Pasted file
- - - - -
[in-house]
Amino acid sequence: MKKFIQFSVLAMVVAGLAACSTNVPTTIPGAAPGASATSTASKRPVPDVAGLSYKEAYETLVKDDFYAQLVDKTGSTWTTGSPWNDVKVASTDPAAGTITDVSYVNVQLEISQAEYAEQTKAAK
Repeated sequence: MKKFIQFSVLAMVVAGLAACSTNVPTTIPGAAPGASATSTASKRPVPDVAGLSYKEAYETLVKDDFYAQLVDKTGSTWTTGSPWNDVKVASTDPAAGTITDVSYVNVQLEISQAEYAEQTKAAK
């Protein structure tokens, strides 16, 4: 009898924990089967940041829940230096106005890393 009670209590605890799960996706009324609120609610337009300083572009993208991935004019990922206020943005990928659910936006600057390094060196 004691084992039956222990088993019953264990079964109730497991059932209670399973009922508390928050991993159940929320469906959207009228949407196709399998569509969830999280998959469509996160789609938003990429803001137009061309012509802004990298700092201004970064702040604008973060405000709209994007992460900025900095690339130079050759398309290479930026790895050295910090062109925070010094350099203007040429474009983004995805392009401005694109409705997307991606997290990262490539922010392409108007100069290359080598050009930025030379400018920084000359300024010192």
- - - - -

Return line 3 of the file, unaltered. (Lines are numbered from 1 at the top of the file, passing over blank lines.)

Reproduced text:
Repeated sequence: MKKFIQFSVLAMVVAGLAACSTNVPTTIPGAAPGASATSTASKRPVPDVAGLSYKEAYETLVKDDFYAQLVDKTGSTWTTGSPWNDVKVASTDPAAGTITDVSYVNVQLEISQAEYAEQTKAAK